One of the children's books we have available at our Autism Acceptance Lending Library is "Ed Roberts: Father of Disability Rights" by Diana Pastora Carson. The book tells the story of Ed Roberts from his childhood, becoming disabled and his advocacy, activism and fight for access and inclusion. Featuring beautiful and colorful illustrations by Patrick Wm. Connally, this is a wonderful introduction to the man known as the father of the disability rights movement. This book also has a "symbol" guide near the back of the book to explain some of the symbolism in the illustrations and to open up a dialogue with readers. This is ideal for a classroom discussion or one on one learning at home.
"They told me I'd be nothing but a vegetable.
Here I am an artichoke.
I choose to be an artichoke all prickly on the outside
with a big, tender heart."
This is my nine year old's review of the book:
My Review by F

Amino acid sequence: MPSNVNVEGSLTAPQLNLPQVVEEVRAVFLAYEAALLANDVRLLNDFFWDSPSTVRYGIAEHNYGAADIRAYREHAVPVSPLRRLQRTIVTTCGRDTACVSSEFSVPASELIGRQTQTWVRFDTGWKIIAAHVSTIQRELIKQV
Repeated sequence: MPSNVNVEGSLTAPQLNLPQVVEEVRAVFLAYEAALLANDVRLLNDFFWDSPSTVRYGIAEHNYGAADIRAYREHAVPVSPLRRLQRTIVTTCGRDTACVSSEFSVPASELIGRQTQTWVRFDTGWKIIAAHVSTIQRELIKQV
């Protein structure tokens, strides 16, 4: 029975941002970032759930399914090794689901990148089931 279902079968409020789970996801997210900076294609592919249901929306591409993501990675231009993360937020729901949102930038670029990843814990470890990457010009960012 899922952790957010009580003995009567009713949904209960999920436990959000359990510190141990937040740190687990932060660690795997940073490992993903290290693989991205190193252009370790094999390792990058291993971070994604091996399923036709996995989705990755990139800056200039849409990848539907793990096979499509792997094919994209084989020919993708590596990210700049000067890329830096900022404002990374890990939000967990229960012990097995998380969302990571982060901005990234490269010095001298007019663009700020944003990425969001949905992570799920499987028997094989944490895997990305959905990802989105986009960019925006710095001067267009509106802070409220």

Ed Roberts stood up for disability rights. Ed Roberts was not born with a disability but he became disabled when he was fourteen when he contracted polio. He had to stay in an iron lung. His doctors said he couldn't go to college or get a job or even get married. His parents were worried. He went to college anyway. He taught himself school through the phone to graduate from high school. He taught himself how to breathe different so he could leave his iron lung sometimes. He became the director of the Department of Rehabilitation after he went to college. He had to fight a lot when he was in college. He had to fight just to go there, for one thing. I think he probably saw a lot of unfairness and that made him fight harder. He fought all the time harder and harder. Not only that, he got his job being the director of the Department of Rehabilitation after they told him it would be a waste of money to help him. They said that because he was disabled. Ed Roberts proved that people with disabilities had their own rights. People with disabilities are as good as anybody else. Ed Roberts was important in history because he fought for rights. Laws about disability rights are still evolving to this day. Because of the work he did, we are still fighting. Ed Roberts made life much better for us all.